Someone you love has finally decided that they are ready to live sober and has entered recovery. That loved one needs your support, and it is vital that you not give up on them.
The first thing you need to understand is that recovery does not mean cure; it does not mean there will be no relapse.
So how do you prepare for supporting the person you love through recovery?
5 Tips on preparing to support your loved one in recovery
Here are five tips to help prepare to support the family member or friend in rehab.
- Understand and accept that recovery is not a cure, there will be a relapse or two
- Have a plan to deal with relapse.
- Prepare a good support group not just for the addict after recovery but for you too. Your group should be there during and after rehab for you.
- Seek counseling, personal, and family after the addict is out of recovery. Your therapy can begin while your loved one is in rehab, to help you get a handle on feelings of resentment, anger, depression, etc.
- Clean house; remove anything that reminds the addict of the alcohol or substance they were using. Cleaning applies to your home as well as theirs if you do not live together. Create a sober living atmosphere for them to help reduce the chances of relapse.
While some of these tips may sound like you are trying to take responsibility for the other person, such as cleaning your houses, that is not the case. What you are doing is supporting them by providing them the best chances at continued recovery.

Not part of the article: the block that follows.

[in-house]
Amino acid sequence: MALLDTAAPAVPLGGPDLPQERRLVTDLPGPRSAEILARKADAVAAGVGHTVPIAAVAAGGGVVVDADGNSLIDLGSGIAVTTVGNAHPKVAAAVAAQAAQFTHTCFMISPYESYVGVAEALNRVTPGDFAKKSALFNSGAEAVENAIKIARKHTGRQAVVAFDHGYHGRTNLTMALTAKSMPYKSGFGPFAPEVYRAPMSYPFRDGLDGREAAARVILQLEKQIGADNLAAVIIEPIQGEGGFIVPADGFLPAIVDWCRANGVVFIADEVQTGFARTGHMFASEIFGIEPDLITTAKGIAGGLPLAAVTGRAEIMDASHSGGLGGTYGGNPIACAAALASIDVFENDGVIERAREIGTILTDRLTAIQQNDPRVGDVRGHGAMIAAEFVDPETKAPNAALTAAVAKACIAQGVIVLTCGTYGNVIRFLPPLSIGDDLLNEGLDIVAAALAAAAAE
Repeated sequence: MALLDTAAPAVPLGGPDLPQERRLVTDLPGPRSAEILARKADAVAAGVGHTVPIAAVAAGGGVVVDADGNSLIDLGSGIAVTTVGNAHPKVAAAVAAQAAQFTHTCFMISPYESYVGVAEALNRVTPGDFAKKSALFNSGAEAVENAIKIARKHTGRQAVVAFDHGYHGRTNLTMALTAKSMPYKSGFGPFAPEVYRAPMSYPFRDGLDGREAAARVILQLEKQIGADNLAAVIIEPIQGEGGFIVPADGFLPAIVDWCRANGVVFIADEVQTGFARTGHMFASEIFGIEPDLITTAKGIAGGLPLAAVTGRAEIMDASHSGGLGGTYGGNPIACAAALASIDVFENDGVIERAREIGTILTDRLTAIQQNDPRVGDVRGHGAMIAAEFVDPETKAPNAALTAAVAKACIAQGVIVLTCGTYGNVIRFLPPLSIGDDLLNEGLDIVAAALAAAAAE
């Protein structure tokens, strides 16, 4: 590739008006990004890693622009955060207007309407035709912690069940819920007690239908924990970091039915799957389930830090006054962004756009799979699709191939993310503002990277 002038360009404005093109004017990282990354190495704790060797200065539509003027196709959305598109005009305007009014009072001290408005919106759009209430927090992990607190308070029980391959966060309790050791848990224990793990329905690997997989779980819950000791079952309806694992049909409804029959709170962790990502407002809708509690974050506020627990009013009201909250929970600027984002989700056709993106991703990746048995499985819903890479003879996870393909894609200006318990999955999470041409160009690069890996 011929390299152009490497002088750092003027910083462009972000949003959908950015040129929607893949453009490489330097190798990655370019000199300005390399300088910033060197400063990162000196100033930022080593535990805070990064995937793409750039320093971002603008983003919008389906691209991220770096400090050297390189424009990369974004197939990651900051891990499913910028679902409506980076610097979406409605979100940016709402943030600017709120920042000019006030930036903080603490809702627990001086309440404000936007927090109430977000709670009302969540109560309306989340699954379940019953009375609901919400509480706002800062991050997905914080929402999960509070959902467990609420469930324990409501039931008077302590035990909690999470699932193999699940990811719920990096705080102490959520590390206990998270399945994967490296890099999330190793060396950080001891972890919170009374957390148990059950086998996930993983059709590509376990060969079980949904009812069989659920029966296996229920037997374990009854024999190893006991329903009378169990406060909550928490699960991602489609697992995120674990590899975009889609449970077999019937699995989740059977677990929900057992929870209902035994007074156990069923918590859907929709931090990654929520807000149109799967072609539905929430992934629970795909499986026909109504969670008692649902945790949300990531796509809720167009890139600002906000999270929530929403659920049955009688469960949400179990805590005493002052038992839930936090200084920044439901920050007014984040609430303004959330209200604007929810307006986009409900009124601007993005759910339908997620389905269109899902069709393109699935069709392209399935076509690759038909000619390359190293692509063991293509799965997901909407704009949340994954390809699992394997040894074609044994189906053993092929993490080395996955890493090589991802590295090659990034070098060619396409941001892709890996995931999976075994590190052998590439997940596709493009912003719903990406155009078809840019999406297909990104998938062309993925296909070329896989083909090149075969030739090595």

Things not to do in support of the addict
There are some things you should not do when trying to support the recovery of a loved one. Here are some tips:
- Do not ignore the problem
- Do not come at them from a place of anger or resentment
- Do not look down at them or look at them as a failure
- Do not enable them
- Do not force them into or back to rehab
It can be hard not to give up, especially if they have successfully completed treatment and have stayed sober for 12 months before they relapse. It can feel like they gave up on the recovery and your relationship, but you need to change your negative view. Remember, addiction is a disease. Do you blame a cancer patient who has a relapse? Of course not, and addiction is also a disease. You can support them, talk to them about going back to rehab but do not force it.
449 Recovery has a monitored detox program and can teach life skills and tools to help reduce the chance of relapse. Call us today (855) 435-7449 to learn more about the skills you can learn to help you should you relapse and what to do about it.